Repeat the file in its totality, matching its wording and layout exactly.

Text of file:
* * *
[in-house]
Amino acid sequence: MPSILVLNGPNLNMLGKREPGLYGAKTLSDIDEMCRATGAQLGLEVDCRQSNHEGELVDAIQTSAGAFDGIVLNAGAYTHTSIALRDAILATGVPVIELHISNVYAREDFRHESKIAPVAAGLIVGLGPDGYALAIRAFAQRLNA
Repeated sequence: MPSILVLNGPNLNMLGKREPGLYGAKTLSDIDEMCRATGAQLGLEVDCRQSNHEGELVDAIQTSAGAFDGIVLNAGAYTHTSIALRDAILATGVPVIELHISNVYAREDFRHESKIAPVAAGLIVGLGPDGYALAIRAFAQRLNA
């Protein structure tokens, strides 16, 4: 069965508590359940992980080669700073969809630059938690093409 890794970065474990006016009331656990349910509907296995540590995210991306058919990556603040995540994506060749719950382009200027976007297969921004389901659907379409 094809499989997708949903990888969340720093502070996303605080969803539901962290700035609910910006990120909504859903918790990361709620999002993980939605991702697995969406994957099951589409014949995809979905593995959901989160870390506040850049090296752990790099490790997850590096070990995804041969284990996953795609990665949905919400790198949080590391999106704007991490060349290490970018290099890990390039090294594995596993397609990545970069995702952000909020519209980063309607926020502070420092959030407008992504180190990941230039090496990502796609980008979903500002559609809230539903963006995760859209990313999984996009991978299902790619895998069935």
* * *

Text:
[in-house]
Amino acid sequence: MPSILVLNGPNLNMLGKREPGLYGAKTLSDIDEMCRATGAQLGLEVDCRQSNHEGELVDAIQTSAGAFDGIVLNAGAYTHTSIALRDAILATGVPVIELHISNVYAREDFRHESKIAPVAAGLIVGLGPDGYALAIRAFAQRLNA
Repeated sequence: MPSILVLNGPNLNMLGKREPGLYGAKTLSDIDEMCRATGAQLGLEVDCRQSNHEGELVDAIQTSAGAFDGIVLNAGAYTHTSIALRDAILATGVPVIELHISNVYAREDFRHESKIAPVAAGLIVGLGPDGYALAIRAFAQRLNA
């Protein structure tokens, strides 16, 4: 069965508590359940992980080669700073969809630059938690093409 890794970065474990006016009331656990349910509907296995540590995210991306058919990556603040995540994506060749719950382009200027976007297969921004389901659907379409 094809499989997708949903990888969340720093502070996303605080969803539901962290700035609910910006990120909504859903918790990361709620999002993980939605991702697995969406994957099951589409014949995809979905593995959901989160870390506040850049090296752990790099490790997850590096070990995804041969284990996953795609990665949905919400790198949080590391999106704007991490060349290490970018290099890990390039090294594995596993397609990545970069995702952000909020519209980063309607926020502070420092959030407008992504180190990941230039090496990502796609980008979903500002559609809230539903963006995760859209990313999984996009991978299902790619895998069935």